JAMIL SMITH: Indeed. And I thought that it was interesting that he wasn’t actually the focus of the debate, given that he surged to the lead in a national poll just this week and is certainly far out ahead of Donald Trump in Iowa. That said, I think it speaks to the fragility of success in the Iowa caucuses for Republicans. I mean, the last two winners were Rick Santorum and Mike Huckabee, neither of whom sniffed the nomination. So I feel like, you know, what we saw last night is a candidate who, frankly, almost admitted that he’s not really up to running for president, doesn’t really—didn’t really see himself as president. And frankly, he just gave a bunch of answers that weren’t very substantive, that dodged the issue, and specifically on the tax point actually were untruthful. And I think, you know, when people call the Republicans, including Carson, on those policies, they’re not unfair questions, they’re simply substantive questions.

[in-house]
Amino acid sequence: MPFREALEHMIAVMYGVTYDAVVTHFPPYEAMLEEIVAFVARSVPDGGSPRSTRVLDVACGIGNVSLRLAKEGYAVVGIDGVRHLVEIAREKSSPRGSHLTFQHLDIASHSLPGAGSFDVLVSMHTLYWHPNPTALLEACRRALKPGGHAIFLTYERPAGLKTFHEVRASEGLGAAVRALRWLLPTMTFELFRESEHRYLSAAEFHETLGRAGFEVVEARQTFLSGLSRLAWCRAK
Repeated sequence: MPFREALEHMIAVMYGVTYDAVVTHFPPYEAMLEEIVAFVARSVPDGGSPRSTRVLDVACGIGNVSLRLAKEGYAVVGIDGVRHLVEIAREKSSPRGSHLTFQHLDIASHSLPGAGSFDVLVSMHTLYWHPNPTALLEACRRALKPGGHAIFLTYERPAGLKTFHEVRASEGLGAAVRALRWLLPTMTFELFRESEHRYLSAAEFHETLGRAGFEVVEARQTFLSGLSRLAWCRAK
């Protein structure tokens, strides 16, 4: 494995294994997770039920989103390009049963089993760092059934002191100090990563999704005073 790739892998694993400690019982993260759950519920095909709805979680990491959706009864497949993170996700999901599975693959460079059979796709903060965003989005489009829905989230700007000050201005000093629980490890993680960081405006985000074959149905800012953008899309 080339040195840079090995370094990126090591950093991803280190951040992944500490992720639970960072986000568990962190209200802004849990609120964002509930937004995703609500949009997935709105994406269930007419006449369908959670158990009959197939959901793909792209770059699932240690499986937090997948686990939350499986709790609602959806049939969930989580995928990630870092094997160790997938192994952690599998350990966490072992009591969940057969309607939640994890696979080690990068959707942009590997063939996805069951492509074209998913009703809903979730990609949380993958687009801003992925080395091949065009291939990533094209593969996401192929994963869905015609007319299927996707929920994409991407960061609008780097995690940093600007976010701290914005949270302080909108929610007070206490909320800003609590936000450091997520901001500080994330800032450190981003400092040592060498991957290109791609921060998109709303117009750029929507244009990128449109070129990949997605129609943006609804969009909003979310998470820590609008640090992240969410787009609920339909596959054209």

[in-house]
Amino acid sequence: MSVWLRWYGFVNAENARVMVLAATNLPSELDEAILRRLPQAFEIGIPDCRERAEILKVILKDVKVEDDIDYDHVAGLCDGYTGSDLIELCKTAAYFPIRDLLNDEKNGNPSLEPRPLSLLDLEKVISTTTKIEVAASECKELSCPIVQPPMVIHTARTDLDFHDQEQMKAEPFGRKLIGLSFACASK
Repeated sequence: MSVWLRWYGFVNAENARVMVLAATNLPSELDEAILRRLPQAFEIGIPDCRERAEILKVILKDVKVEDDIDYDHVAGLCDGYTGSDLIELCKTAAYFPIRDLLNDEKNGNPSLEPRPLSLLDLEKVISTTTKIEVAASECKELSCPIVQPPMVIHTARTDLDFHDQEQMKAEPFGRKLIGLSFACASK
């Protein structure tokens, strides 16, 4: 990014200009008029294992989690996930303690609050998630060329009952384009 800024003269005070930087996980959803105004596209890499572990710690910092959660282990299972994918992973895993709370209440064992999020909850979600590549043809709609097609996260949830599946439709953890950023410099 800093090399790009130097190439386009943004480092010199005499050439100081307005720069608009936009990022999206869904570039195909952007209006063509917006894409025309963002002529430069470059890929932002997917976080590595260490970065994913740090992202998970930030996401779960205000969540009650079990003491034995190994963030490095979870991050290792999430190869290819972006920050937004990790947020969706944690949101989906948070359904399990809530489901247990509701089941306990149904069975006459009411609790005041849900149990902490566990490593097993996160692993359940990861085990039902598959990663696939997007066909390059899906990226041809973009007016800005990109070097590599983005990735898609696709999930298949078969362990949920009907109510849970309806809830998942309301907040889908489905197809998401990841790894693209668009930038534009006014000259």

NERMEEN SHAIKH: And, David Cay Johnston, you’ve covered Trump for decades. How would you evaluate his performance last night?

DAVID CAY JOHNSTON: Well, Donald was very subdued. Donald has a real problem: What’s he going to do as he slowly fades? Presumably, he’s going to end up with a TV contract at the end of this, but he has to find a way to exit. But he did say something astonishing. He talked about the wall in China being 13,000 miles—that’s halfway around the planet. And he continues this assertion that Mexico is going to happily pay for this wall he wants to build, which, of course, will do nothing to stop the immigration, which is currently flowing in the other direction.

AMY GOODMAN: He said the wall on the Mexico border would be, what, a thousand.

DAVID CAY JOHNSTON: Thousand miles.

AMY GOODMAN: As compared to 13,000—


AMY GOODMAN: —of the wall of China, which is actually 1,300.


AMY GOODMAN: Imani Gandy, your overall reaction to last night’s debate?

IMANI GANDY: I was disturbed that there were no questions about either reproductive rights and women’s health, about fair pay, and particularly about Black Lives Matter. It seems to me that in this current environment with the attacks on Planned Parenthood and the ongoing uprising, I think you could say, of black people in this country demanding that their lives matter, I think it’s pretty shocking that those questions were not addressed at the debate last night.